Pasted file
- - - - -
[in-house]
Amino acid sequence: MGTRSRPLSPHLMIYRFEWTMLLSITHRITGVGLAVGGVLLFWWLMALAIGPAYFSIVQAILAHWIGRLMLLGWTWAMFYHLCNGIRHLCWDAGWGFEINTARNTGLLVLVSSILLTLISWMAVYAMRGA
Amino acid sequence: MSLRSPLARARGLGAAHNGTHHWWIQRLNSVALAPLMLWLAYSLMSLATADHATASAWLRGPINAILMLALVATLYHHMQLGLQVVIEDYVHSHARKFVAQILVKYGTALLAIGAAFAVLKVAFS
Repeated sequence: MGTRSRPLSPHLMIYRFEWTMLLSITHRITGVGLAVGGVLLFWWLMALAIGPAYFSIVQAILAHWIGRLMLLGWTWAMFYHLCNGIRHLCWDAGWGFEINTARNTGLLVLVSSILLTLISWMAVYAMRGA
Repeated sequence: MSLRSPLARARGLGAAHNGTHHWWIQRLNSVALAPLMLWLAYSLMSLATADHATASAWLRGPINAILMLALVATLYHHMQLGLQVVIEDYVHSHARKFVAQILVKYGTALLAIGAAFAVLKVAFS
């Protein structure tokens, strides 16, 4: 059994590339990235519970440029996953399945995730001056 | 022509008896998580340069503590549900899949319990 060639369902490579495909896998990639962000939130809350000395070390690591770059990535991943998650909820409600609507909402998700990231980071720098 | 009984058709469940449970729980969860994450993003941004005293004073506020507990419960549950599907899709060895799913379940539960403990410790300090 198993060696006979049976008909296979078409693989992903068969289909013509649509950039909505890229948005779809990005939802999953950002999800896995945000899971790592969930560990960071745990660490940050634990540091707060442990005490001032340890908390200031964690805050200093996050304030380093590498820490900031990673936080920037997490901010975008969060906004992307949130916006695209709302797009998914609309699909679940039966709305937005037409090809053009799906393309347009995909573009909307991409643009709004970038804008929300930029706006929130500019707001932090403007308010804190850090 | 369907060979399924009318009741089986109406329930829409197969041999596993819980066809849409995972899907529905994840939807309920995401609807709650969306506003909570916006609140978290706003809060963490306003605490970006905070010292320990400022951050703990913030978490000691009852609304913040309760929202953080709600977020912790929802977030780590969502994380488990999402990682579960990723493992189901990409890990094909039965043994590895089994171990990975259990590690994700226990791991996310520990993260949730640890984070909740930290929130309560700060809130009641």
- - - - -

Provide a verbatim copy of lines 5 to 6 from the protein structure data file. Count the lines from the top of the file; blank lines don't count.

Repeated sequence: MSLRSPLARARGLGAAHNGTHHWWIQRLNSVALAPLMLWLAYSLMSLATADHATASAWLRGPINAILMLALVATLYHHMQLGLQVVIEDYVHSHARKFVAQILVKYGTALLAIGAAFAVLKVAFS
């Protein structure tokens, strides 16, 4: 059994590339990235519970440029996953399945995730001056 | 022509008896998580340069503590549900899949319990 060639369902490579495909896998990639962000939130809350000395070390690591770059990535991943998650909820409600609507909402998700990231980071720098 | 009984058709469940449970729980969860994450993003941004005293004073506020507990419960549950599907899709060895799913379940539960403990410790300090 198993060696006979049976008909296979078409693989992903068969289909013509649509950039909505890229948005779809990005939802999953950002999800896995945000899971790592969930560990960071745990660490940050634990540091707060442990005490001032340890908390200031964690805050200093996050304030380093590498820490900031990673936080920037997490901010975008969060906004992307949130916006695209709302797009998914609309699909679940039966709305937005037409090809053009799906393309347009995909573009909307991409643009709004970038804008929300930029706006929130500019707001932090403007308010804190850090 | 369907060979399924009318009741089986109406329930829409197969041999596993819980066809849409995972899907529905994840939807309920995401609807709650969306506003909570916006609140978290706003809060963490306003605490970006905070010292320990400022951050703990913030978490000691009852609304913040309760929202953080709600977020912790929802977030780590969502994380488990999402990682579960990723493992189901990409890990094909039965043994590895089994171990990975259990590690994700226990791991996310520990993260949730640890984070909740930290929130309560700060809130009641």